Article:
According to Dr. Don Kirkpatrick, there are three reasons to evaluate a training program:
- To know how to improve future training programs
- To determine whether to continue/discontinue a training program
- To justify the existence of a training program or department
In my previous blog, I presented a brief introduction to the Kirkpatrick’s Model of Evaluation and its impact on training. This blog will talk about the model in more detail.
According to Dr. Don Kirkpatrick, there are four levels of evaluation of any training program.
Level 1 – The Reaction Level
This is the most basic level of evaluating a training program, wherein learners who have completed a training program are asked for inputs regarding how they liked the program, how they liked the training venue, the ease of participation in the program, if the trainer was good, about their overall experience of the program, and the like.
Whatever the feedback, the responses provide valuable inputs as to how employees:
- Liked the training program
- Found it engaging
- Found it useful
- Found it relevant to their jobs
Most organizations do not evaluate the success of their training program; but whether they realize it or not – this first level of evaluation is always carried out, with bosses or managers informally asking their employees as they walk out of a classroom session, “how did it go?” This off-hand question invites very honest answers such as, “Too long,” or “The air conditioner was not working,” or “Very exciting and informative”.
A formal way of evaluating training at the Reaction level is to get employees to fill out a questionnaire, feedback form, survey, or even an interview after completing the training program. All these are inexpensive and quick ways to gather immediate responses and determine if the training program was worth the investment – and more importantly – if it was accepted well by employees.
Level 2 – Learning
This is when it gets a bit more serious.This level measures the degree to which employees acquire the intended knowledge, skills, attitude, confidence and/or commitment.
As you can see, we now move from a superficial level of understanding the success of a training program, to a deeper level of understanding the extent of learning that has taken place, based on the employee’s participation in the program.
To measure what was learnt during training, one must first understand:
- The original level of knowledge of the employee, by conducting an assessment before training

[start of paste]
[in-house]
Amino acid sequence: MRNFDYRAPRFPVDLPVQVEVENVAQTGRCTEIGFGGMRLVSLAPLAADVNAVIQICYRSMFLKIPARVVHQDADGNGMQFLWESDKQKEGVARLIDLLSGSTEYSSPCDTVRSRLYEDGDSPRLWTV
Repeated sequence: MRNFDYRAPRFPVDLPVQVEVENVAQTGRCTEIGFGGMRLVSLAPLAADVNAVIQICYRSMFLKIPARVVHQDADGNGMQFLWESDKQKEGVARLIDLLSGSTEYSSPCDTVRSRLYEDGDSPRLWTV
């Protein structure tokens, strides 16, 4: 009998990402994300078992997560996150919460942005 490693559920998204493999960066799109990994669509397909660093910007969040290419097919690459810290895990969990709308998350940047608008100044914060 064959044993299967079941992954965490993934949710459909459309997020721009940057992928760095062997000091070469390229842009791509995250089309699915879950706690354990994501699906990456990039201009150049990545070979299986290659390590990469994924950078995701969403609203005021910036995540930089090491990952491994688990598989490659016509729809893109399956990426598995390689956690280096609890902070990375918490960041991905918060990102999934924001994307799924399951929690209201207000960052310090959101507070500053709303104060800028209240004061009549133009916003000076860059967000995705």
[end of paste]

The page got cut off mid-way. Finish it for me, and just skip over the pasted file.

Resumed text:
- Conduct an assessment during training
- Conduct an assessment after training
- Compare the before, during, and after results to obtain a true measure of learning
This can be done by observation, assessments, simulations, exercises, demonstration of skills, and skill practices.
Level 3 – Behavior
This level measures the degree to which the knowledge/skills/attitude/confidence/commitment learnt during training, is applied to the employee’s job.There must be a change in behavior after a successful training program – the question now is “how much of what is learnt, is implemented?” Having spent time, money and effort to train his team to enable better workplace performance, the manager awaits the results, eagerly – after all, the proof is in the pudding. But the results are not always observed immediately; and the most valid results are those that are collected over a period of time to check:
- The change in behavior when it happens (e.g.,if a particular job is done better, faster, or with more ease)
- The relevance of change – as and when it happens (if this is the change that was intended)
- How sustainable this change is over a period of time ( a change is seen immediately after training; but will this change last even a year after training – or will it be forgotten?)
Observation, on-the-job testing, assessments conducted at regular intervals (immediately after training, a month after training, six months after training, a year after training), appraisals by the employees themselves (as well as their managers), are all ways that can be used to measure behavioral changes.
Level 4 – Results
This is considered the most important of all four levels, because this level measures the impact of training on business. At the end of the day, the final goal of any training program is to provide healthy business benefits and results. So this is not measured at an individual level or a department level, but at an organizational level.
There are several Key Performance Indicators that can be used to measure the impact of training on business, depending on the type of training conducted. Some examples are:
- ROI (Return on Investment)
- Customer satisfaction
- Customer complaints
What I have presented here is the model in its very basic form. When each of these levels is examined individually, you will find that there is scope for deeper and more refined evaluation of a training program at each level. There is also scope to find loopholes in each of these levels – although these are few and far between.
We will discuss this and more in the third part of this Kirkpatrick series.